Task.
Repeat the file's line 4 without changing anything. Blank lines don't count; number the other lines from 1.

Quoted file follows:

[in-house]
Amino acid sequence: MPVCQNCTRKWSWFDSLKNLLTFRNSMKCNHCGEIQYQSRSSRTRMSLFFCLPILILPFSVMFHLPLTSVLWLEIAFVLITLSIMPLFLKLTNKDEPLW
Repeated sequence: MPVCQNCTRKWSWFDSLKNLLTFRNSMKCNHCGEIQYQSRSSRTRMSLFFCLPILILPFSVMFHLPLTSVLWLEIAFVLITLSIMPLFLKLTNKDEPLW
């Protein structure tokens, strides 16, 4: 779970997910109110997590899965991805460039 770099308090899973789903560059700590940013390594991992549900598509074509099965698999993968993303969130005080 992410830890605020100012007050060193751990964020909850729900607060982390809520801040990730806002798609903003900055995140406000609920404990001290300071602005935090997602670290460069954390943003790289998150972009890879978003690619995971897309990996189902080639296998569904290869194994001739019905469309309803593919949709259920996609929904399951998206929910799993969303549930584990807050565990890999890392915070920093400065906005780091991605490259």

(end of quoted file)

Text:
């Protein structure tokens, strides 16, 4: 779970997910109110997590899965991805460039 770099308090899973789903560059700590940013390594991992549900598509074509099965698999993968993303969130005080 992410830890605020100012007050060193751990964020909850729900607060982390809520801040990730806002798609903003900055995140406000609920404990001290300071602005935090997602670290460069954390943003790289998150972009890879978003690619995971897309990996189902080639296998569904290869194994001739019905469309309803593919949709259920996609929904399951998206929910799993969303549930584990807050565990890999890392915070920093400065906005780091991605490259």